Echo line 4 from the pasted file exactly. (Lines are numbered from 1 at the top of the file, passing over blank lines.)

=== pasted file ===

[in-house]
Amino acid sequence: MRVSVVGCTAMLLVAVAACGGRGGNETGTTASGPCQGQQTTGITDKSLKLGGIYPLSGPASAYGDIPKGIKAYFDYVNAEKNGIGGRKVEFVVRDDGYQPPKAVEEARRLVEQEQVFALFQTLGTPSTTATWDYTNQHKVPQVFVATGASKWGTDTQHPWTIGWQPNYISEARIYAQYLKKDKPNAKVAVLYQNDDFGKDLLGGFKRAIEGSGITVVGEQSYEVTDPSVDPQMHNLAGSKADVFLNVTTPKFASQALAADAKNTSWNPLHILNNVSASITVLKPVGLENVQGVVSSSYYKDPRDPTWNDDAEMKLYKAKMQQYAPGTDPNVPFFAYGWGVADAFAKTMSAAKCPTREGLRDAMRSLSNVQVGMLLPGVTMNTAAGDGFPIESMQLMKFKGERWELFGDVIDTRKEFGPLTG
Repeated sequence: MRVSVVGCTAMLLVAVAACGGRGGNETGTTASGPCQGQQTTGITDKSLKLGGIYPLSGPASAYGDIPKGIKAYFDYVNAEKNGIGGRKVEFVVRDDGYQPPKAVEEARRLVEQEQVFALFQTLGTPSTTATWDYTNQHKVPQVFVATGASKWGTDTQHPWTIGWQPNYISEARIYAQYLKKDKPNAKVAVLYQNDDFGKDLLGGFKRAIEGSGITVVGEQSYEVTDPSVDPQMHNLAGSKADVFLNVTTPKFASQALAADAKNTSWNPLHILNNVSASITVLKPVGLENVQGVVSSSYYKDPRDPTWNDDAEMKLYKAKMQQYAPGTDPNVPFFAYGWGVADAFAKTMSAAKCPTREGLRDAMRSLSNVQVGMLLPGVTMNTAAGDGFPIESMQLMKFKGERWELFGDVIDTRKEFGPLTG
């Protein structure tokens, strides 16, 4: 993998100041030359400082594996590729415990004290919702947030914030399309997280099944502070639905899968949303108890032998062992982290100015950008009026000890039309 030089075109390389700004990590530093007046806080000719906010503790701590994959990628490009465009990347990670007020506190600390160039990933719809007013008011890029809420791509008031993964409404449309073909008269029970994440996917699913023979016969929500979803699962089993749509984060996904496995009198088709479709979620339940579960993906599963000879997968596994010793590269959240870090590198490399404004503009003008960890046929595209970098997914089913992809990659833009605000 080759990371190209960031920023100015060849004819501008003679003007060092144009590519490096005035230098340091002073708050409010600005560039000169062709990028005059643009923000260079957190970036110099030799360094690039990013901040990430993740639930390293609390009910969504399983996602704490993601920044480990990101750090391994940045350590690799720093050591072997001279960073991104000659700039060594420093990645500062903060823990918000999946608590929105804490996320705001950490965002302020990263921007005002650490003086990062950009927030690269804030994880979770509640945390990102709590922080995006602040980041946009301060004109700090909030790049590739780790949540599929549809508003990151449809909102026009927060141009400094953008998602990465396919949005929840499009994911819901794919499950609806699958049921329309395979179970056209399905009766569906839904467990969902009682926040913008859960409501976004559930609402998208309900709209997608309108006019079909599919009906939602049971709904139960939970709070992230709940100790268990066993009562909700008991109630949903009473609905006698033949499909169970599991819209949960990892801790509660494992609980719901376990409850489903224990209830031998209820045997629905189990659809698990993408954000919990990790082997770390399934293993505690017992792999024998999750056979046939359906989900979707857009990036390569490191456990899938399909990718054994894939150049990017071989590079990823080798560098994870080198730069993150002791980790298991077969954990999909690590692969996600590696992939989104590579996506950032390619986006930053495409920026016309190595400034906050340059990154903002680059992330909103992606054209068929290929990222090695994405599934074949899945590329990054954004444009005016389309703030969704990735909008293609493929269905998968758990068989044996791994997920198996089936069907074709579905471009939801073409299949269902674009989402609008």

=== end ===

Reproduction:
């Protein structure tokens, strides 16, 4: 993998100041030359400082594996590729415990004290919702947030914030399309997280099944502070639905899968949303108890032998062992982290100015950008009026000890039309 030089075109390389700004990590530093007046806080000719906010503790701590994959990628490009465009990347990670007020506190600390160039990933719809007013008011890029809420791509008031993964409404449309073909008269029970994440996917699913023979016969929500979803699962089993749509984060996904496995009198088709479709979620339940579960993906599963000879997968596994010793590269959240870090590198490399404004503009003008960890046929595209970098997914089913992809990659833009605000 080759990371190209960031920023100015060849004819501008003679003007060092144009590519490096005035230098340091002073708050409010600005560039000169062709990028005059643009923000260079957190970036110099030799360094690039990013901040990430993740639930390293609390009910969504399983996602704490993601920044480990990101750090391994940045350590690799720093050591072997001279960073991104000659700039060594420093990645500062903060823990918000999946608590929105804490996320705001950490965002302020990263921007005002650490003086990062950009927030690269804030994880979770509640945390990102709590922080995006602040980041946009301060004109700090909030790049590739780790949540599929549809508003990151449809909102026009927060141009400094953008998602990465396919949005929840499009994911819901794919499950609806699958049921329309395979179970056209399905009766569906839904467990969902009682926040913008859960409501976004559930609402998208309900709209997608309108006019079909599919009906939602049971709904139960939970709070992230709940100790268990066993009562909700008991109630949903009473609905006698033949499909169970599991819209949960990892801790509660494992609980719901376990409850489903224990209830031998209820045997629905189990659809698990993408954000919990990790082997770390399934293993505690017992792999024998999750056979046939359906989900979707857009990036390569490191456990899938399909990718054994894939150049990017071989590079990823080798560098994870080198730069993150002791980790298991077969954990999909690590692969996600590696992939989104590579996506950032390619986006930053495409920026016309190595400034906050340059990154903002680059992330909103992606054209068929290929990222090695994405599934074949899945590329990054954004444009005016389309703030969704990735909008293609493929269905998968758990068989044996791994997920198996089936069907074709579905471009939801073409299949269902674009989402609008």